Monday, August 15, 2011

Components of a Floor Cleaning Process

The floor cleaning process is made up of four main components: time, temperature, agitation and cleaning substances. When one of these components is reduced, one or more of the remaining components must be increased in order to achieve the same level of cleaning.

Time: A floor scrubber can be slowed down in order to spend more time on a soiled area. Another approach is to “double-scrub” problem areas, but this is not a labor-efficient practice and can be unsafe, due to excess and unattended water on the floor. This may put the operator and facility occupants at risk for slips and falls.

Temperature: As the temperature of a cleaning solution is increased, the time required for chemicals to react with dirt is cut in half; conversely, as temperature decreases, reaction time increases.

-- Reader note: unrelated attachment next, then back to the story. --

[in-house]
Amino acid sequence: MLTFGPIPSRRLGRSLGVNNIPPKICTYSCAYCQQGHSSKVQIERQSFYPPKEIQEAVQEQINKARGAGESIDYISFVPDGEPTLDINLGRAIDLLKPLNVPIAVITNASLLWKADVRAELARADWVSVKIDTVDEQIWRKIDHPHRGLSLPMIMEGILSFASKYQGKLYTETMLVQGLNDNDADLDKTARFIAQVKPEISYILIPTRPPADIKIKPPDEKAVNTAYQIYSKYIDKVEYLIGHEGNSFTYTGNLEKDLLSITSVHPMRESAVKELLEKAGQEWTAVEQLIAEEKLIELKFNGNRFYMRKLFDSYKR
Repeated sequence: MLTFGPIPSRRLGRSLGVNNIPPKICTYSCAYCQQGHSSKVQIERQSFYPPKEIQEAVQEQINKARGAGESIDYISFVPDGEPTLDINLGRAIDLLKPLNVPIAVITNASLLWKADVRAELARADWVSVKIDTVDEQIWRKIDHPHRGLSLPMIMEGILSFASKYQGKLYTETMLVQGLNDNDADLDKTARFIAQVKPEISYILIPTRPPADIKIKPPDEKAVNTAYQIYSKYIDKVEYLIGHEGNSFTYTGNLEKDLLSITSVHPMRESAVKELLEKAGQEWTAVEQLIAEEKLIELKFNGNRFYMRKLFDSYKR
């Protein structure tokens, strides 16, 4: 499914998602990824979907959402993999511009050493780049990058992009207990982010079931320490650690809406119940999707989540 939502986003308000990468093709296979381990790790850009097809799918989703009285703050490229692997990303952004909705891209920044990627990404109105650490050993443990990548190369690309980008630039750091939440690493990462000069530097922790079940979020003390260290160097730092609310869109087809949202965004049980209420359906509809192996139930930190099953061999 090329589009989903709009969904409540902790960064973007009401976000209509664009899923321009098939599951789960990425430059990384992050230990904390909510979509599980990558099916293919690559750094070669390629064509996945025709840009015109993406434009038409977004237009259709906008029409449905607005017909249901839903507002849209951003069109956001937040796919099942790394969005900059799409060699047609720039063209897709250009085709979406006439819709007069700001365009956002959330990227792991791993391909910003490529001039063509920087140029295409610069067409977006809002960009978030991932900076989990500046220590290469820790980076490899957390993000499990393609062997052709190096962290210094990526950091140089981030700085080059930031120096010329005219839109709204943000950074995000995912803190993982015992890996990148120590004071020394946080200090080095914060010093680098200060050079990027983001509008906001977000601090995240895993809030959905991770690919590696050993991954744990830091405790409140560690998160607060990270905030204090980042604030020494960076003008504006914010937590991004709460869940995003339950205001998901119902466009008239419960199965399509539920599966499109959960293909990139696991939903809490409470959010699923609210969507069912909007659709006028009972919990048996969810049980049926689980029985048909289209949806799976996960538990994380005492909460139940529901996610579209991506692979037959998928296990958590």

Agitation: More downward pressure (scrub pressure) on the brush means more agitation of cleaning solution on dirty floors.

Cleaning substances: These include water and the various chemicals in detergents, sanitizers and disinfectants. In some green cleaning systems, the only cleaning substance used is water. Obviously, water-only cleaning eliminates the negative environmental and health impacts of chemical production, usage and disposal.

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